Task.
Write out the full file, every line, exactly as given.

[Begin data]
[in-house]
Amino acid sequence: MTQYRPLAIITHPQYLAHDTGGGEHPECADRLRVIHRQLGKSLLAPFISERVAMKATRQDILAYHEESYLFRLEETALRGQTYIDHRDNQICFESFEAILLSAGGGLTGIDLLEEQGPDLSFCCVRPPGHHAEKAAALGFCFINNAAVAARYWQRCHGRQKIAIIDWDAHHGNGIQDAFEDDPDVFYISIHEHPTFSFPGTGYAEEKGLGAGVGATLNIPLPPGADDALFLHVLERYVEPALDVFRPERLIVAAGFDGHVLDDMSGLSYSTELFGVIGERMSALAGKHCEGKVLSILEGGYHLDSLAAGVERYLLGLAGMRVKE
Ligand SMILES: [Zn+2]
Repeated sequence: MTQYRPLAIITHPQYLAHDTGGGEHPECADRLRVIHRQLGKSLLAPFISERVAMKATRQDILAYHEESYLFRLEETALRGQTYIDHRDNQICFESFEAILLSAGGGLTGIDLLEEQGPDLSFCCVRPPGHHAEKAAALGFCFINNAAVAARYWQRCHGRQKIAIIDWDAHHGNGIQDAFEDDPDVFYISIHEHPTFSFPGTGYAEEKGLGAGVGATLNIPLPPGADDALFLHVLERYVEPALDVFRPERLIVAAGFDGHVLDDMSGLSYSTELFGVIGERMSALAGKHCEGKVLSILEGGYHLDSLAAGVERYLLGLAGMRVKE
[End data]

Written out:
[in-house]
Amino acid sequence: MTQYRPLAIITHPQYLAHDTGGGEHPECADRLRVIHRQLGKSLLAPFISERVAMKATRQDILAYHEESYLFRLEETALRGQTYIDHRDNQICFESFEAILLSAGGGLTGIDLLEEQGPDLSFCCVRPPGHHAEKAAALGFCFINNAAVAARYWQRCHGRQKIAIIDWDAHHGNGIQDAFEDDPDVFYISIHEHPTFSFPGTGYAEEKGLGAGVGATLNIPLPPGADDALFLHVLERYVEPALDVFRPERLIVAAGFDGHVLDDMSGLSYSTELFGVIGERMSALAGKHCEGKVLSILEGGYHLDSLAAGVERYLLGLAGMRVKE
Ligand SMILES: [Zn+2]
Repeated sequence: MTQYRPLAIITHPQYLAHDTGGGEHPECADRLRVIHRQLGKSLLAPFISERVAMKATRQDILAYHEESYLFRLEETALRGQTYIDHRDNQICFESFEAILLSAGGGLTGIDLLEEQGPDLSFCCVRPPGHHAEKAAALGFCFINNAAVAARYWQRCHGRQKIAIIDWDAHHGNGIQDAFEDDPDVFYISIHEHPTFSFPGTGYAEEKGLGAGVGATLNIPLPPGADDALFLHVLERYVEPALDVFRPERLIVAAGFDGHVLDDMSGLSYSTELFGVIGERMSALAGKHCEGKVLSILEGGYHLDSLAAGVERYLLGLAGMRVKE